Anyone for Tennis?

 

1895 saw the opening of Elland’s new Tennis Club on Cross Lane. There were four grass courts and a pavilion (dressing rooms for both ladies and gentlemen) designed by Mr. F. Beaumont, a member of the club. The ‘great and the good’ of the district assembled for the opening ceremony. Councillor James Mackrell said what a great honour it was to open the club and its splendid courts. The game could compare to any other given the exercise in the fresh air. The members ought to consider playing for a cup. Cllr Mackrell said that he would gladly help them fill it or empty it! Councillor Lumb presented Cllr Mackrell with a dessert stand for his kindness. The Rev. Scott Coates then spoke of the history of lawn tennis. He said that the game was good for developing every muscle in our body but sadly some were of the opinion that tennis was a child’s game, a ladies’ game. He ventured that such criticisms were ignorant. No other game required so much skill or calculation as lawn tennis. All agreed. A friendly match then took place between the Rev. Coates & Mr Fairclough and Mr Riley & Mr Hollings although Cllr Mackrell served the first ball. Riley & Hollings won by two sets to love 15-13, 6-3. The club had fixtures arranged with Brighouse, Outlane and Savile Hall in the coming weeks. It’s a pity that no photographs or sketches of this ceremony and club have surfaced. A map from the 1930s indicates that the club was sited at the top of what is now Crestfield Drive.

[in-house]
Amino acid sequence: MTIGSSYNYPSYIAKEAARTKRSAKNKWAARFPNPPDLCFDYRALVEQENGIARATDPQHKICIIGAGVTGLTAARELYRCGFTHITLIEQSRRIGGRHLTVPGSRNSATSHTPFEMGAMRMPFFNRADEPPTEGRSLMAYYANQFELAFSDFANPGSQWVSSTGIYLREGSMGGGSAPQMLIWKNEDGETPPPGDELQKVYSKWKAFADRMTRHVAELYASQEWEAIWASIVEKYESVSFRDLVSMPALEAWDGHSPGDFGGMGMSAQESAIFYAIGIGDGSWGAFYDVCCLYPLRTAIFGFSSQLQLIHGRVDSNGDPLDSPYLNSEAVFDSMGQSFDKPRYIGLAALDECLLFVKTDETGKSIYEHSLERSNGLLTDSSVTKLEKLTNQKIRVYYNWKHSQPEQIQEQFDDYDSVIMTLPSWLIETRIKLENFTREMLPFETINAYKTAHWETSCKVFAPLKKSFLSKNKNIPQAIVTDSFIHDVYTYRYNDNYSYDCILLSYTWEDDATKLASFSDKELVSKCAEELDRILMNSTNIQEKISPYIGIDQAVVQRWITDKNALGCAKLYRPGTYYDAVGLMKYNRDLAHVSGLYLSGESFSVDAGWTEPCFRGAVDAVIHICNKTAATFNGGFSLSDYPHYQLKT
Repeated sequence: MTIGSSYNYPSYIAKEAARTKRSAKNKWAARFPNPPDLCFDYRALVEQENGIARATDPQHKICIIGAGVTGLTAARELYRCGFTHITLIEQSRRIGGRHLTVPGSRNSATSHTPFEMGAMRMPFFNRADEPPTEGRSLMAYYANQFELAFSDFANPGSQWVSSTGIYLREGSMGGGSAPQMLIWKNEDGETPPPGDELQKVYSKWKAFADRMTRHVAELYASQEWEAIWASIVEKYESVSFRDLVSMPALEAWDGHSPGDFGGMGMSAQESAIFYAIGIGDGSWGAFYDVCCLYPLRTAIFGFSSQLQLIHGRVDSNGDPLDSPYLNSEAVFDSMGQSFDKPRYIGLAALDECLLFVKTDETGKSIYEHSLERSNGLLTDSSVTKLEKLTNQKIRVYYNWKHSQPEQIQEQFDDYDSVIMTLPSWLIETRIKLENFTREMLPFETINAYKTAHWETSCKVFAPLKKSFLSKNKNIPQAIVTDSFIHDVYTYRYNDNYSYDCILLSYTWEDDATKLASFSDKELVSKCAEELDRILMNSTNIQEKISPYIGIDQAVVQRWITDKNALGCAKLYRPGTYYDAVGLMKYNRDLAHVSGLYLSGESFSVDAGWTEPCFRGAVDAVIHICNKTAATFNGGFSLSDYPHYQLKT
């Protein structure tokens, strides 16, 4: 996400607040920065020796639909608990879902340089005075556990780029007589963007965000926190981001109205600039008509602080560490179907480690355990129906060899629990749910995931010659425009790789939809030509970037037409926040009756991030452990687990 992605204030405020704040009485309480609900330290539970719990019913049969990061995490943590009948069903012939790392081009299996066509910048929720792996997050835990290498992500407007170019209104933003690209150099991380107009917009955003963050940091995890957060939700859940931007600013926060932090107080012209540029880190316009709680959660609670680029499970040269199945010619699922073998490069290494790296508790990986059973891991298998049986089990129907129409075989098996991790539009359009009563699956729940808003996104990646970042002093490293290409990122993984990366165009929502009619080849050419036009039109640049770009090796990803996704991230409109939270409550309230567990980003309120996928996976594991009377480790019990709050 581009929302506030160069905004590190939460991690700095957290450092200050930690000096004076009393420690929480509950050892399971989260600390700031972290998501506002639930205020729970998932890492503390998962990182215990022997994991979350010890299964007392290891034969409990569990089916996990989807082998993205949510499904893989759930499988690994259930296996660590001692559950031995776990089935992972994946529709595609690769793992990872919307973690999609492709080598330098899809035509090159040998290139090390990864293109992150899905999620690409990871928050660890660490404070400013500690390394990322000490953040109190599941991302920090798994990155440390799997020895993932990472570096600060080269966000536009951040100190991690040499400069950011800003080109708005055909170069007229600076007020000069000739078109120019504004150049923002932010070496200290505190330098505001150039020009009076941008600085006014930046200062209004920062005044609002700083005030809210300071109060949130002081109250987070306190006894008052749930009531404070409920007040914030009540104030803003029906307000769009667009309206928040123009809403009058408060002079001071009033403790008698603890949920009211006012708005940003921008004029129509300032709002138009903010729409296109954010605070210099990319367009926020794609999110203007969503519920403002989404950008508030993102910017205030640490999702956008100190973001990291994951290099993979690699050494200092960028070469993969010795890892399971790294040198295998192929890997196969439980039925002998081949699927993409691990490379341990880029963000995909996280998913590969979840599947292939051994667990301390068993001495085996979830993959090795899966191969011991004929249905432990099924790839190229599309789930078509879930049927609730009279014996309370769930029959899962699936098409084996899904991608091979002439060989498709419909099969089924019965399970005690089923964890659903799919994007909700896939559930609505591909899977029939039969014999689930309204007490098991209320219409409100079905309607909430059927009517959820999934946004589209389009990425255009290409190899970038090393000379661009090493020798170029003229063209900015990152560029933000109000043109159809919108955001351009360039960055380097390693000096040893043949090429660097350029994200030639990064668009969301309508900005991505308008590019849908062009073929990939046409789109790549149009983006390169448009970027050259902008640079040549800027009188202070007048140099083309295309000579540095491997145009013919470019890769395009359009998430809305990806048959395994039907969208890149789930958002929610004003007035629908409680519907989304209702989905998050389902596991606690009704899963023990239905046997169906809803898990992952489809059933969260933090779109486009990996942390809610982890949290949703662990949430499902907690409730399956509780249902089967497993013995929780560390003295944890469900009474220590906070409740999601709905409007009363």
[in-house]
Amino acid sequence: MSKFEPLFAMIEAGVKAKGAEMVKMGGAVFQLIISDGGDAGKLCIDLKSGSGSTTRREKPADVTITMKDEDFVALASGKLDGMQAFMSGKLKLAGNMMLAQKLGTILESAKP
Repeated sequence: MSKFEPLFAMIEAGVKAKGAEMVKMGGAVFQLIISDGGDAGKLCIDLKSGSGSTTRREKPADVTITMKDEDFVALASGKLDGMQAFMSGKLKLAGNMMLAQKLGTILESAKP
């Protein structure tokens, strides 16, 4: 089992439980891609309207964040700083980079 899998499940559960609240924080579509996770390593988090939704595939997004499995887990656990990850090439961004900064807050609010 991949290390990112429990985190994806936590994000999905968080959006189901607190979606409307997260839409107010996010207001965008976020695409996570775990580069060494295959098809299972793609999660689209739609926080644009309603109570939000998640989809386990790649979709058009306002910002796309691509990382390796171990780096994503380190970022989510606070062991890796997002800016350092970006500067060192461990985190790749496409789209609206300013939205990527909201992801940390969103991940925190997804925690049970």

Limericks

 

Many years ago the Halifax Guardian ran a limerick competition with a cash prize for the winner. The paper provided the first four lines so the entrant submitted the final line. One week during the summer of 1907 the following unfinished verse was set for contest:-

‘A man who was hearty and hale

Was going by car to West Vale

When near Salterhebble

A boy threw a pebble’

 

Batches of entries were received, some as far as Bournemouth and Ramsgate. (Competitors had been warned in previous weeks that anything defamatory and/or suggestive would not be allowed. As always the judges’ decision was final). The winner (£1) was L. Bagnall of Halifax with ‘Caught the post, strange to say, missed the male (mail)’. You could post a letter on the tram (boxes attached to the rear). The runner-up (10 shillings) was Edith Booth from Carlton Street, Halifax – ‘He jumped, and the car jumped – the rail’. The rejected included - ‘It finished both man, boy and tale’, ‘A yell; a policeman – then gaol’, ‘And now he’s obliged to learn Braille’, ‘It struck him, stitches just now prevail’, ‘Struck his head, language red, draw the veil’, ‘Said the man: Fancy summer and hail!’, ‘Now in bed at St. Luke’s, he looks quite pale’ (St Luke’s Hospital, now Calderdale Royal) and finally ‘These Limericks are getting quite stale’!!!

 

 

David J. Glanfield

Greater Elland Historical Society